Financial literacy month: 5 ways to help your employees

With the cost of living continuing to rise, what can employers do to ease the squeeze?

According to a recent survey by Aviva, 57% of employees feel they’re “just about getting by” financially at the moment. It’s a depressing statistic – and one that’s unlikely to improve anytime soon, with inflation continuing to soar. The National Insurance increase will also start hitting pay packets this month (which, as we’ve previously written, may also have an impact on the way you communicate your share plans to employees).

But let’s try and find a glimmer of hope in all this. Because there are things that employers can do to ease the squeeze being felt by employees right now. Small things that can add up to a noticeable difference at the end of the working month, year – or even lifetime.

Here are five ways you can help your employees save money right now.

1. Dig out the discounts

Employee discount schemes help you pass on substantial savings on everyday essentials – and can add up to big savings for the average family over the course of a year. With lots of providers to choose from, schemes are easy to set up and the discounts can often be tailored. In the past, you may have geared discounts towards treats and perks, but in the current climate, why not offer savings on essentials such as food and household products, or big-ticket items like car or home insurance?

2. Offer salary sacrifices

With salary sacrifice schemes, employees give up part of their salary in return for non-cash benefits. This passes on instant rewards in the form of lower tax and NICs to pay. The latter is particularly timely right now, given that NICs have just increased – and you, as the employer, also make a NICs saving. You can opt to pay the difference into your employee’s pension pot – offering another welcome cash boost.

3. Cut the commute

Lots of us are talking about the post-pandemic return to office life, and what that means for employee wellbeing and productivity. There seems to have been less chatter about what it could mean from a financial viewpoint. If remote-working has protected employees from Covid, could the same now help them through this stressful financial period? If you’re able to offer remote (or hybrid) working opportunities so that people can cut commuting costs then do so, and let employees know the option is there for that reason.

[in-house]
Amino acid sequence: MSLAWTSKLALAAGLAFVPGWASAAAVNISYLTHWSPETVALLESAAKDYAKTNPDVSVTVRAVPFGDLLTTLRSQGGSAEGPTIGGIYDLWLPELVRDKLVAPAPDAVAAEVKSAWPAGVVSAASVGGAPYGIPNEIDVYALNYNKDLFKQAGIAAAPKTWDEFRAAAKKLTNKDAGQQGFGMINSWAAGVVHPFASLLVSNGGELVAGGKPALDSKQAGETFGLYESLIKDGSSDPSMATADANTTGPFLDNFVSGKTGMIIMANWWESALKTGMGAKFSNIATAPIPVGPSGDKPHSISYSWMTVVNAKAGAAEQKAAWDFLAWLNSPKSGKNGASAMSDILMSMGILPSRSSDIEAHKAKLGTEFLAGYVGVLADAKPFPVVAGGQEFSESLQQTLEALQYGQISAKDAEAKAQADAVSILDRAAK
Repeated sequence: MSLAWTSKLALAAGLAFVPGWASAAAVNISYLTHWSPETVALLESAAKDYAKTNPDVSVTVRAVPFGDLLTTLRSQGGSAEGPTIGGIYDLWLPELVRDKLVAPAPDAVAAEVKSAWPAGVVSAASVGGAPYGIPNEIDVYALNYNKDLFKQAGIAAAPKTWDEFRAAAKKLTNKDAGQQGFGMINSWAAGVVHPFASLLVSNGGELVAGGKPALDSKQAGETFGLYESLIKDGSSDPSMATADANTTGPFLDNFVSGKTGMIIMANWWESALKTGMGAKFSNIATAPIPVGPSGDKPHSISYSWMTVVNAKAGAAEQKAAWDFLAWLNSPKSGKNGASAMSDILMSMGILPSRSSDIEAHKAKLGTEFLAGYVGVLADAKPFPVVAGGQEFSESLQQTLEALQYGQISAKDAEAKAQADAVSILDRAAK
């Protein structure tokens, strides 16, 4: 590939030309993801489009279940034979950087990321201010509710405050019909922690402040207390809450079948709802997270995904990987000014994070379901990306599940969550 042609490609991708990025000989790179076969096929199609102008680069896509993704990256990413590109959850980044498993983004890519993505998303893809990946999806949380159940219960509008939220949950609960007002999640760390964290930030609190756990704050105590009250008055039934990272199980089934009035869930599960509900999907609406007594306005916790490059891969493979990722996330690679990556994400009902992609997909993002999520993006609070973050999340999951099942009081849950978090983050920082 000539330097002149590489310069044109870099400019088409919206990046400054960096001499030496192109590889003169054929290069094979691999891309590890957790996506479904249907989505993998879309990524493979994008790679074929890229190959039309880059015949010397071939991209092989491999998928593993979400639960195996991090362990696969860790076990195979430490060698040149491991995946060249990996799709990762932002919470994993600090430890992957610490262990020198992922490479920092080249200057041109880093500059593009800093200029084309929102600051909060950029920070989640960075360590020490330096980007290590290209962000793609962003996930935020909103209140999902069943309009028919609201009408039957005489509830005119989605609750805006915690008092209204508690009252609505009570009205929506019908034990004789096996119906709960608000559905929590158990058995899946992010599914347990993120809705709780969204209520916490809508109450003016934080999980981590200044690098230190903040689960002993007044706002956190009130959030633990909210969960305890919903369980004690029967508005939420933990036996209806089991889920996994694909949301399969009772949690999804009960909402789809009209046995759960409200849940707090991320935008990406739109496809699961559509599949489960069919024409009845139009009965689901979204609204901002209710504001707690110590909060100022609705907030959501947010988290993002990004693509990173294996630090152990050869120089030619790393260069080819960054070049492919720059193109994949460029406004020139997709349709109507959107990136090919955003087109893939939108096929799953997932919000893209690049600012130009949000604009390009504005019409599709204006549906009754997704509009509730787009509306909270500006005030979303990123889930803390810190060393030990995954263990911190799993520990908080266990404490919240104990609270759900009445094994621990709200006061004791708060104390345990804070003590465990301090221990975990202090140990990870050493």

For those who do commute, commuting loans are also a great way to ease financial stress as they help spread the cost of a season ticket, minus interest.

4. ‘Sell’ annual leave

If this isn’t already an option within your organisation, could it be? In difficult times such as these, giving colleagues the option to cash-in any unused holiday entitlement could be just the income top-up they need right now.

5. Embark on education

This might not be an instant ‘money-saver’ in itself, but financial education can end up being more beneficial than a salary increase – because it teaches lifelong money-management habits. Right now, employees may welcome mentoring on timely topics, such as budgeting or debt management. And by helping colleagues become more financially resilient now, you pave the way for opportunity – because financially confident employees are more likely to want to engage with investment opportunities in the future, such as share plans.


Are you supporting your colleagues through these tough times, but could do with some help articulating that support? Why not talk to us about putting together a carefully crafted internal communications campaign?

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